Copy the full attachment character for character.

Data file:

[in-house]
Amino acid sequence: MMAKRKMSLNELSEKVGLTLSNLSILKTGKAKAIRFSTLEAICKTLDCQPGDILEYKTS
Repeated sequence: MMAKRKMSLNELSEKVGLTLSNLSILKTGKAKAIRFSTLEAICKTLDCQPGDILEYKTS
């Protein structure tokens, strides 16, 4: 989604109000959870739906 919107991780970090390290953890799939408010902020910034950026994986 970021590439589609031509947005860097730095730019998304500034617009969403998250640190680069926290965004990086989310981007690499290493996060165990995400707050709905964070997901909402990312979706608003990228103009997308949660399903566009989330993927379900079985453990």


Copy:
[in-house]
Amino acid sequence: MMAKRKMSLNELSEKVGLTLSNLSILKTGKAKAIRFSTLEAICKTLDCQPGDILEYKTS
Repeated sequence: MMAKRKMSLNELSEKVGLTLSNLSILKTGKAKAIRFSTLEAICKTLDCQPGDILEYKTS
């Protein structure tokens, strides 16, 4: 989604109000959870739906 919107991780970090390290953890799939408010902020910034950026994986 970021590439589609031509947005860097730095730019998304500034617009969403998250640190680069926290965004990086989310981007690499290493996060165990995400707050709905964070997901909402990312979706608003990228103009997308949660399903566009989330993927379900079985453990």